Herbs and other natural approaches for easing herpes symptoms. It's ugly, embarrassing, and we're uncomfortable talking about it with others. What is it? Well, if you've ever had to explain, or try to cover up, the telltale clusters of blisters that appear due to exposure to the herpes virus, you're a member of this not-so-elite club. But, you can take solace in the fact that, even though your body will be a lifelong host to herpes, it doesn't mean you have to endure a life sentence of distressing and painful symptoms.
According to the American Social Health Association (ASHA), genital herpes infects an estimated one in five people age 12 or older in the United States, and an estimated 500,000 Americans contract genital herpes each year. The New England Journal of Medicine estimates that the occurrence of sexually transmitted herpes has increased 30 percent since the 1970s. With more than 70 viruses making up the herpes family, you may not think these statistics very surprising; fortunately, of the known virus culprits, only four of these directly affect humans -- herpes simplex (HSV), varicella-zoster (VZV) [also known as the "chicken pox virus"], Epstein-Barr (EBV), and cytomegalovirus (CMV). Of these, perhaps the most common and detectable is the herpes simplex virus, which has two distinct varieties -- types I and II.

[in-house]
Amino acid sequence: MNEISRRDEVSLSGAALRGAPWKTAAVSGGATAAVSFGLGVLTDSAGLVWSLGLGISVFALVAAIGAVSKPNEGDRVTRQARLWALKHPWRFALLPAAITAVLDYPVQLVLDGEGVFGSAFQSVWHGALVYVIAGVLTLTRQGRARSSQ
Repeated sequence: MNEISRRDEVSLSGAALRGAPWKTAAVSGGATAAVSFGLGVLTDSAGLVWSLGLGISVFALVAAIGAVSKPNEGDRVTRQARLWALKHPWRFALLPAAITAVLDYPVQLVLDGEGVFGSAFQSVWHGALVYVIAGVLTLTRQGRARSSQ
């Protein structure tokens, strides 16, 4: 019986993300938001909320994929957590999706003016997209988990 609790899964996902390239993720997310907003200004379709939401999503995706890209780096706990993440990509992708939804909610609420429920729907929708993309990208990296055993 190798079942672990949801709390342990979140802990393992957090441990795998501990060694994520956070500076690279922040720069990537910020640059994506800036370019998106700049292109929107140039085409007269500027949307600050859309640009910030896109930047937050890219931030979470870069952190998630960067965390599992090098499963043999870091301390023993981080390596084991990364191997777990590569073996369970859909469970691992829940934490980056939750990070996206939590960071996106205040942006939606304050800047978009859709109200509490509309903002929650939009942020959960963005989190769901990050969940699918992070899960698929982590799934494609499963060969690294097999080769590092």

Type I (HSV-1) is symptomatically characterized by cold sores, or fever blisters, occurring on the lips, around the mouth and, sometimes, near the eyes.
Type II (HSV-2) commonly leads to uncomfortable and embarrassing fluid-containing genital ulcers. Of course, these are only a sampling of the most commonly reported outbreak sites associated with HSV. Herpes blisters can also appear on the buttocks, abdomen, or elsewhere. (One woman reported discovering herpes blisters on her thumb!) The sores, called prodomes, begin with a tingling, itchy sensation of the skin, which later develop into red, painful blisters. The virus is most contagious during both the onset of blisters and their maturity into fluid-filled lesions.
The herpes virus is spread by direct contact with infected skin or body fluids, including saliva, discharge from lesions, and sexual fluids. Since prevention is worth a pound of cure, keep in mind that the risk of developing clinical infection after sexual contact with an infected person is near 75 percent, according to Michael T. Murray, N.D., and Joseph Pizzorno, N.D., in their second edition of the Encyclopedia of Natural Medicine.
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